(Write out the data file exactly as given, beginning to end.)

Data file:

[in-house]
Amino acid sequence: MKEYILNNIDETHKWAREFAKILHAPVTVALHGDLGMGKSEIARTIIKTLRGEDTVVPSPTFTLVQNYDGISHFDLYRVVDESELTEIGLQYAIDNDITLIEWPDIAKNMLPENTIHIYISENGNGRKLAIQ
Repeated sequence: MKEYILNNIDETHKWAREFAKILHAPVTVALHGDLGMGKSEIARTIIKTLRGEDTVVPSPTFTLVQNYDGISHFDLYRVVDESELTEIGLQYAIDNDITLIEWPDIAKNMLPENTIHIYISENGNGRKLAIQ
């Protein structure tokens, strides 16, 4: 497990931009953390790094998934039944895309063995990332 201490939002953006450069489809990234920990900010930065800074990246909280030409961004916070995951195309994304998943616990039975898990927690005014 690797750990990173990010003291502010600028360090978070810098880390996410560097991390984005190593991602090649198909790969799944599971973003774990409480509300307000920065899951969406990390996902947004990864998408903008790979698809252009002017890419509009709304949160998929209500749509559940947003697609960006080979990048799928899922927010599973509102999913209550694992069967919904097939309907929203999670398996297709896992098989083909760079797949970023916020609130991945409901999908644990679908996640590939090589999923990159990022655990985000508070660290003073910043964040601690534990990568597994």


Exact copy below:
[in-house]
Amino acid sequence: MKEYILNNIDETHKWAREFAKILHAPVTVALHGDLGMGKSEIARTIIKTLRGEDTVVPSPTFTLVQNYDGISHFDLYRVVDESELTEIGLQYAIDNDITLIEWPDIAKNMLPENTIHIYISENGNGRKLAIQ
Repeated sequence: MKEYILNNIDETHKWAREFAKILHAPVTVALHGDLGMGKSEIARTIIKTLRGEDTVVPSPTFTLVQNYDGISHFDLYRVVDESELTEIGLQYAIDNDITLIEWPDIAKNMLPENTIHIYISENGNGRKLAIQ
């Protein structure tokens, strides 16, 4: 497990931009953390790094998934039944895309063995990332 201490939002953006450069489809990234920990900010930065800074990246909280030409961004916070995951195309994304998943616990039975898990927690005014 690797750990990173990010003291502010600028360090978070810098880390996410560097991390984005190593991602090649198909790969799944599971973003774990409480509300307000920065899951969406990390996902947004990864998408903008790979698809252009002017890419509009709304949160998929209500749509559940947003697609960006080979990048799928899922927010599973509102999913209550694992069967919904097939309907929203999670398996297709896992098989083909760079797949970023916020609130991945409901999908644990679908996640590939090589999923990159990022655990985000508070660290003073910043964040601690534990990568597994």